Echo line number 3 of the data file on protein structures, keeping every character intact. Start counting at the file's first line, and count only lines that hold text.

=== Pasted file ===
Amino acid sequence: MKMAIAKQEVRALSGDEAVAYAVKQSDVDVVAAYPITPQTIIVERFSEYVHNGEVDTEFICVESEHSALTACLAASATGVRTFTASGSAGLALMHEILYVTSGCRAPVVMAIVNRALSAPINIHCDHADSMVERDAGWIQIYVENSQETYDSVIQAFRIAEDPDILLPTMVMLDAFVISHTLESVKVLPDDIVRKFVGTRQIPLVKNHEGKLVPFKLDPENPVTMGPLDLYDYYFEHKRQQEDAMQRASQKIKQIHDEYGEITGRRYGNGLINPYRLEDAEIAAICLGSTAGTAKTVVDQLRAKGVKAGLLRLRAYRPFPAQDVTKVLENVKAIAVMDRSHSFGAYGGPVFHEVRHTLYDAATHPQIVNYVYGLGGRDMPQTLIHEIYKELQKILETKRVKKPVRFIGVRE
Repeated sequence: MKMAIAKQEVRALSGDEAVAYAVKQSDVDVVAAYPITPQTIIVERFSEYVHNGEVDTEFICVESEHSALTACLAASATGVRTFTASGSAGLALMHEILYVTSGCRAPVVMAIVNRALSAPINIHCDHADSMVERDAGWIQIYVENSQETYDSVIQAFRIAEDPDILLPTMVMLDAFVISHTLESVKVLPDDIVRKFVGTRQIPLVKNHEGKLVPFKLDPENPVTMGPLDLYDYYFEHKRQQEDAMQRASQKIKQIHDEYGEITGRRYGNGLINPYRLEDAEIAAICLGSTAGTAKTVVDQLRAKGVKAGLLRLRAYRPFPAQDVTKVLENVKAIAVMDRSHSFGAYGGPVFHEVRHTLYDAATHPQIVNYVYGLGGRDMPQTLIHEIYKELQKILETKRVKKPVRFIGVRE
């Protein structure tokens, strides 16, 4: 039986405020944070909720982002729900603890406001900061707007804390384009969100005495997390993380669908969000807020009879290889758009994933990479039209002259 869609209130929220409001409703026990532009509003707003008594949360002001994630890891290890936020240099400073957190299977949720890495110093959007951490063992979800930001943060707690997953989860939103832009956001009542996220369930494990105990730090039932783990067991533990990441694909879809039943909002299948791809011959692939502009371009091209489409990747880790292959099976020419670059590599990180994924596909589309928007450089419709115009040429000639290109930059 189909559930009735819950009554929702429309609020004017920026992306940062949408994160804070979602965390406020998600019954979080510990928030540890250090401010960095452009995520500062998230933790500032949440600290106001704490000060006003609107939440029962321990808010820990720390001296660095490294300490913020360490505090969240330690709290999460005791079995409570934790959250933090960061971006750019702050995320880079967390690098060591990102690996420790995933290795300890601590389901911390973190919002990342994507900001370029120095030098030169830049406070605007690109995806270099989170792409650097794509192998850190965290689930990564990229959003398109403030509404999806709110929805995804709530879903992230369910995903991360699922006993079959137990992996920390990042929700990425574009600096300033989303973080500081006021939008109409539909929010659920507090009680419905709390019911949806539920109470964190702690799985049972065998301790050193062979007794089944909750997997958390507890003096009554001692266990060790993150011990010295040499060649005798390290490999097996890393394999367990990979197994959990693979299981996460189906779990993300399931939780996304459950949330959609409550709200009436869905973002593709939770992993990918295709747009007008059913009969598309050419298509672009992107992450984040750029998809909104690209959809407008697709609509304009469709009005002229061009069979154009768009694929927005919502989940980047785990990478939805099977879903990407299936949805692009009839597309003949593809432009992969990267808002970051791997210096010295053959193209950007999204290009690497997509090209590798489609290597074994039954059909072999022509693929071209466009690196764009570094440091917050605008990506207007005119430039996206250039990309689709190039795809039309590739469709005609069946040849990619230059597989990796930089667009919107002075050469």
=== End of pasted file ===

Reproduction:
């Protein structure tokens, strides 16, 4: 039986405020944070909720982002729900603890406001900061707007804390384009969100005495997390993380669908969000807020009879290889758009994933990479039209002259 869609209130929220409001409703026990532009509003707003008594949360002001994630890891290890936020240099400073957190299977949720890495110093959007951490063992979800930001943060707690997953989860939103832009956001009542996220369930494990105990730090039932783990067991533990990441694909879809039943909002299948791809011959692939502009371009091209489409990747880790292959099976020419670059590599990180994924596909589309928007450089419709115009040429000639290109930059 189909559930009735819950009554929702429309609020004017920026992306940062949408994160804070979602965390406020998600019954979080510990928030540890250090401010960095452009995520500062998230933790500032949440600290106001704490000060006003609107939440029962321990808010820990720390001296660095490294300490913020360490505090969240330690709290999460005791079995409570934790959250933090960061971006750019702050995320880079967390690098060591990102690996420790995933290795300890601590389901911390973190919002990342994507900001370029120095030098030169830049406070605007690109995806270099989170792409650097794509192998850190965290689930990564990229959003398109403030509404999806709110929805995804709530879903992230369910995903991360699922006993079959137990992996920390990042929700990425574009600096300033989303973080500081006021939008109409539909929010659920507090009680419905709390019911949806539920109470964190702690799985049972065998301790050193062979007794089944909750997997958390507890003096009554001692266990060790993150011990010295040499060649005798390290490999097996890393394999367990990979197994959990693979299981996460189906779990993300399931939780996304459950949330959609409550709200009436869905973002593709939770992993990918295709747009007008059913009969598309050419298509672009992107992450984040750029998809909104690209959809407008697709609509304009469709009005002229061009069979154009768009694929927005919502989940980047785990990478939805099977879903990407299936949805692009009839597309003949593809432009992969990267808002970051791997210096010295053959193209950007999204290009690497997509090209590798489609290597074994039954059909072999022509693929071209466009690196764009570094440091917050605008990506207007005119430039996206250039990309689709190039795809039309590739469709005609069946040849990619230059597989990796930089667009919107002075050469």